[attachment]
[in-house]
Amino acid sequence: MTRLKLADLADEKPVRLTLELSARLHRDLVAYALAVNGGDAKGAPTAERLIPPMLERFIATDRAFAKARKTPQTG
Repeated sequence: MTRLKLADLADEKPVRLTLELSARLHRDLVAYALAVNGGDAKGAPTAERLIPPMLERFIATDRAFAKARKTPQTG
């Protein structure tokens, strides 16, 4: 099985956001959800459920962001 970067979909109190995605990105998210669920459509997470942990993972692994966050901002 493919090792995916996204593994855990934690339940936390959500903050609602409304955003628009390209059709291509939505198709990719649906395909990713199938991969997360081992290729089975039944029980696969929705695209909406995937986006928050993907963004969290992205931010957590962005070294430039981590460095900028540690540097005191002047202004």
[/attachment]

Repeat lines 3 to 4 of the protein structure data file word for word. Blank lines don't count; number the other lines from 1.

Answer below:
Repeated sequence: MTRLKLADLADEKPVRLTLELSARLHRDLVAYALAVNGGDAKGAPTAERLIPPMLERFIATDRAFAKARKTPQTG
């Protein structure tokens, strides 16, 4: 099985956001959800459920962001 970067979909109190995605990105998210669920459509997470942990993972692994966050901002 493919090792995916996204593994855990934690339940936390959500903050609602409304955003628009390209059709291509939505198709990719649906395909990713199938991969997360081992290729089975039944029980696969929705695209909406995937986006928050993907963004969290992205931010957590962005070294430039981590460095900028540690540097005191002047202004």